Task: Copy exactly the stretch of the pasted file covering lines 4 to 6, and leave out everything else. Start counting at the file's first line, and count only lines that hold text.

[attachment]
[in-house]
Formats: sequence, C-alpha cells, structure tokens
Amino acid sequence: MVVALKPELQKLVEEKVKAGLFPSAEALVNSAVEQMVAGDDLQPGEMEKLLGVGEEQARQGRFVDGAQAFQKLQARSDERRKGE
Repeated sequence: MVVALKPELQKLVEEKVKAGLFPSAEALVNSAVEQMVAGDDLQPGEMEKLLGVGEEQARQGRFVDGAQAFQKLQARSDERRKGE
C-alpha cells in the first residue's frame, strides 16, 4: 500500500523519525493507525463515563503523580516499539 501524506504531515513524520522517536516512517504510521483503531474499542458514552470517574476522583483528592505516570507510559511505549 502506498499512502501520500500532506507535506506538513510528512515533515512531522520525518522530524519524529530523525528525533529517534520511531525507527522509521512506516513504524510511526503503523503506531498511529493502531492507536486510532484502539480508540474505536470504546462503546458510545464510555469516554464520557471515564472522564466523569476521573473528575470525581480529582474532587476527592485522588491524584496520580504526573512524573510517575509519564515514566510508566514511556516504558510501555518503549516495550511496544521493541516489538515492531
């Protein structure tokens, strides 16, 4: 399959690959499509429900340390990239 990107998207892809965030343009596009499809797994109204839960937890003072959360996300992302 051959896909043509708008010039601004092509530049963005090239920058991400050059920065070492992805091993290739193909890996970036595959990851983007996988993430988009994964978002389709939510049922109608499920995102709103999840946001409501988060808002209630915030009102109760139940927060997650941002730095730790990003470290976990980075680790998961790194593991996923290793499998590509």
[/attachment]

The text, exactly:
Repeated sequence: MVVALKPELQKLVEEKVKAGLFPSAEALVNSAVEQMVAGDDLQPGEMEKLLGVGEEQARQGRFVDGAQAFQKLQARSDERRKGE
C-alpha cells in the first residue's frame, strides 16, 4: 500500500523519525493507525463515563503523580516499539 501524506504531515513524520522517536516512517504510521483503531474499542458514552470517574476522583483528592505516570507510559511505549 502506498499512502501520500500532506507535506506538513510528512515533515512531522520525518522530524519524529530523525528525533529517534520511531525507527522509521512506516513504524510511526503503523503506531498511529493502531492507536486510532484502539480508540474505536470504546462503546458510545464510555469516554464520557471515564472522564466523569476521573473528575470525581480529582474532587476527592485522588491524584496520580504526573512524573510517575509519564515514566510508566514511556516504558510501555518503549516495550511496544521493541516489538515492531
């Protein structure tokens, strides 16, 4: 399959690959499509429900340390990239 990107998207892809965030343009596009499809797994109204839960937890003072959360996300992302 051959896909043509708008010039601004092509530049963005090239920058991400050059920065070492992805091993290739193909890996970036595959990851983007996988993430988009994964978002389709939510049922109608499920995102709103999840946001409501988060808002209630915030009102109760139940927060997650941002730095730790990003470290976990980075680790998961790194593991996923290793499998590509």